E-crime experts reserve judgement on Soca

E-crime experts reserve judgement on Soca

The "British FBI" has said it will continue to focus on e-crimes against business

Tony Neate, e-crime liaison at the newly formed Serious Organised Crime Agency (Soca), said in his keynote speech at the Infosec security expo last week that the new organisation will be able to combat IT crime better than its predecessor, the National Hi-Tech Crime Unit (NHTCU).

“The future is looking brighter because people are prepared to talk about [security breaches] now,” he explained. “The NHTCU has not gone away, we are now part of an organisation with four other arms... we’re getting cleverer and will still be there to support business and consumers - rumours of [our] death have been greatly exaggerated.”

Regional police forces, which will be expected to form the first point of call for firms wishing to report incidents, are also being given extra resources to help them cope with high-tech crime, he added.

But speaking to IT Week at the same event, keynote speaker Lord Erroll, Sir Merlin Hay, said he was concerned that firms may now be discouraged from disclosing information about attacks on their networks.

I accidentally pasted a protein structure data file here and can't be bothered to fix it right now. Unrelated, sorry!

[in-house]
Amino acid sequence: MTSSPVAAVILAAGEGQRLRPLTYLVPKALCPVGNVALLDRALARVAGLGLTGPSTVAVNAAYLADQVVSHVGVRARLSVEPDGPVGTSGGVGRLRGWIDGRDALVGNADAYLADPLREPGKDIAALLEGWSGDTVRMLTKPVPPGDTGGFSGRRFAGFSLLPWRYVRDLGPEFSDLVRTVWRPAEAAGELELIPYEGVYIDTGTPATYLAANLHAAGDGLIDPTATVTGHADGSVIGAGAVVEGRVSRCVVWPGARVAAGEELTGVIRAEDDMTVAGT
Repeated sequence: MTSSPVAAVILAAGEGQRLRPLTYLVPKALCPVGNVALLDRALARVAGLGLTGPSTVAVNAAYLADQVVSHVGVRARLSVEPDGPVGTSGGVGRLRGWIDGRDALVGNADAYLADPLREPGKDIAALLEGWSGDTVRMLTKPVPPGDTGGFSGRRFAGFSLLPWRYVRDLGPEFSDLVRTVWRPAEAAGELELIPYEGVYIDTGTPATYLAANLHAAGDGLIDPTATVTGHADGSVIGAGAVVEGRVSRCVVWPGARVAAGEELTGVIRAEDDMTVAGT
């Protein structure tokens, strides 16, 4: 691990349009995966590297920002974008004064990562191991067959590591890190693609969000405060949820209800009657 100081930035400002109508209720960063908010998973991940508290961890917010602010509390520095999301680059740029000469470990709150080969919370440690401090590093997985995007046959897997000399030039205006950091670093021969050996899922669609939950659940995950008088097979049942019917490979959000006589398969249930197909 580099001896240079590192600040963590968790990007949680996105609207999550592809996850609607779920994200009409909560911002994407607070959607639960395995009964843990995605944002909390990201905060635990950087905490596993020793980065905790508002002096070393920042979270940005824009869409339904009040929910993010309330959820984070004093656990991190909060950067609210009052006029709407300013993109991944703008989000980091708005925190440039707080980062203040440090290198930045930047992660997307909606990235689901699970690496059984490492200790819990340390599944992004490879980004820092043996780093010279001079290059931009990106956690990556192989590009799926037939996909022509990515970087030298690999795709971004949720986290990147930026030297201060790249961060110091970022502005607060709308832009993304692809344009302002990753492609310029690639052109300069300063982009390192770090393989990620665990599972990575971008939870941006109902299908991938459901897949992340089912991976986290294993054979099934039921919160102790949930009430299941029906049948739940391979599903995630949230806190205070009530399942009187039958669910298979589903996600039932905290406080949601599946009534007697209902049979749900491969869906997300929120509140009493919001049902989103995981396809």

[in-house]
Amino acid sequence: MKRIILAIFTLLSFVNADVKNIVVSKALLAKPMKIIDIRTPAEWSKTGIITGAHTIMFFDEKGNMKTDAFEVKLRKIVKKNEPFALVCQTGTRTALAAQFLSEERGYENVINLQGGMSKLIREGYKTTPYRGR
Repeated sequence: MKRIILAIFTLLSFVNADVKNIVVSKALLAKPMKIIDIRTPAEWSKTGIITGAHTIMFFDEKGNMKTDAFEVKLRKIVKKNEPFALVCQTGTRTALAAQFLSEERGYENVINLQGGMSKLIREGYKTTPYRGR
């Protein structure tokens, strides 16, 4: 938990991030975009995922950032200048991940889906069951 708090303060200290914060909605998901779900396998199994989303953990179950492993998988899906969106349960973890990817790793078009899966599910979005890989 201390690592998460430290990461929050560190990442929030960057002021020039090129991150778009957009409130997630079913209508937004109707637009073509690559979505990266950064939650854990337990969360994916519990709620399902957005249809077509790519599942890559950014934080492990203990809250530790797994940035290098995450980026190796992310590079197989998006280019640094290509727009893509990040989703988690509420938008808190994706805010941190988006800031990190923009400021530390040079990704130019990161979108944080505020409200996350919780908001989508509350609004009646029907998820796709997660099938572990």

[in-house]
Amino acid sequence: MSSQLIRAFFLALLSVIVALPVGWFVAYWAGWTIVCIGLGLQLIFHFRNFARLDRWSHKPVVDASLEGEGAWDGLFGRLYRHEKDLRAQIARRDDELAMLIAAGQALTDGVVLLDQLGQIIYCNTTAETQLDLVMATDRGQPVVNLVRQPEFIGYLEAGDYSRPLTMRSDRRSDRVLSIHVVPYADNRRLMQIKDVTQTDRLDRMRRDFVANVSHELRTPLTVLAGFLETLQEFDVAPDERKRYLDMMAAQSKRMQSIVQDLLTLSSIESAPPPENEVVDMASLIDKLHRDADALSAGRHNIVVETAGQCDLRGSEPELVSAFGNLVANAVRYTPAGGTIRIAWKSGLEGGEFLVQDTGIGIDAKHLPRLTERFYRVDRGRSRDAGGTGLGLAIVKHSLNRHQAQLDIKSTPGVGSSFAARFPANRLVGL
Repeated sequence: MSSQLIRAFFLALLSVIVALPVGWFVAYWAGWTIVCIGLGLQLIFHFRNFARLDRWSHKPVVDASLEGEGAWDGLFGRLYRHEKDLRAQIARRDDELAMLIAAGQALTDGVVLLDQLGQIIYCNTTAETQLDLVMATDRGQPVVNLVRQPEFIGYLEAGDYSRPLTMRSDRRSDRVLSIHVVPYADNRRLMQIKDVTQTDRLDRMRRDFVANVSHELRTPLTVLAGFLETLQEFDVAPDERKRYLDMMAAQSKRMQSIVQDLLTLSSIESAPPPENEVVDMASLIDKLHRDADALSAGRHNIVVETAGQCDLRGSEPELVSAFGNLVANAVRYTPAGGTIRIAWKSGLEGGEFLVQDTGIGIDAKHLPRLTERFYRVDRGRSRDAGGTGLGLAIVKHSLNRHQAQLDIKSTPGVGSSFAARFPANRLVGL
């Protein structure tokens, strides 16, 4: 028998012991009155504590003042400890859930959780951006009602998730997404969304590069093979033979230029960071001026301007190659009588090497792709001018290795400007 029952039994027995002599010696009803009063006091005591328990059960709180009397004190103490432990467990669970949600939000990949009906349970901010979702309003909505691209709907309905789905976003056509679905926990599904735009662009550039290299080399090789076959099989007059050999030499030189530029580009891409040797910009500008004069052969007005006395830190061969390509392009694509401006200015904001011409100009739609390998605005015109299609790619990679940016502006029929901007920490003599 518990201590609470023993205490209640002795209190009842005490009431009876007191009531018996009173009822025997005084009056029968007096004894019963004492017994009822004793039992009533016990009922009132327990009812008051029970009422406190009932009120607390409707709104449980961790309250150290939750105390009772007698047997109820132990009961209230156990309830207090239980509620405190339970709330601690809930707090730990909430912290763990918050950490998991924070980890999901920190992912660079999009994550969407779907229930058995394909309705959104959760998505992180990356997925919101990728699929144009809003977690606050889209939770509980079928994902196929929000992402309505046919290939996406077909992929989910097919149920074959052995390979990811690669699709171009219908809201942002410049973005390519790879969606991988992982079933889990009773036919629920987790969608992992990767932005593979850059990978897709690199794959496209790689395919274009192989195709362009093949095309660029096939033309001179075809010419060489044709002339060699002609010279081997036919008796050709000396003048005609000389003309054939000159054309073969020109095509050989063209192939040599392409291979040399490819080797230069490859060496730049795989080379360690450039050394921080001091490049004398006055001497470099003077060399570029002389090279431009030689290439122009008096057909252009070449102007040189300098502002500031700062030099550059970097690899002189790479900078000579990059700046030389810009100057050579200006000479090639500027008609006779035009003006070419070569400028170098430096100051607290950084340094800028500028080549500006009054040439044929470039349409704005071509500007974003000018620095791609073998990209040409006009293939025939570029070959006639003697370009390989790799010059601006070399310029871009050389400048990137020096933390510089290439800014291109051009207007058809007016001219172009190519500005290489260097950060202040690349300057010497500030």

“It will be interesting to see how [Soca] beds down,” he said. “The people in it are good, but it worries me that new police agencies are being set up with huge powers but outside the Police Act – I’d like to see more democratic accountability.”

Also at the event, IT chiefs spoke about the need for organisations to be open about disclosing attacks on their systems.

Peter Pederson, chief technology officer of online betting firm Blue Square, said the best approach is to “stand shoulder to shoulder with” law enforcers and to keep customers informed.

“Customers welcomed our honesty and applauded our willingness to come forward, although [security breach disclosure] legislation would be useful to put us on an even keel,” he explained. “We’ll wait and see if [our relationship with law enforcers] changes [with the creation of Soca] but I think we’ll work with them in the same way.”

Director of technical security at Barclays Capital, Stephen Bonner, also said that firms wouldn’t be overly discouraged by the disappearance of the NHTCU’s Confidentiality Charter. He added that Soca should be better able to handle cases.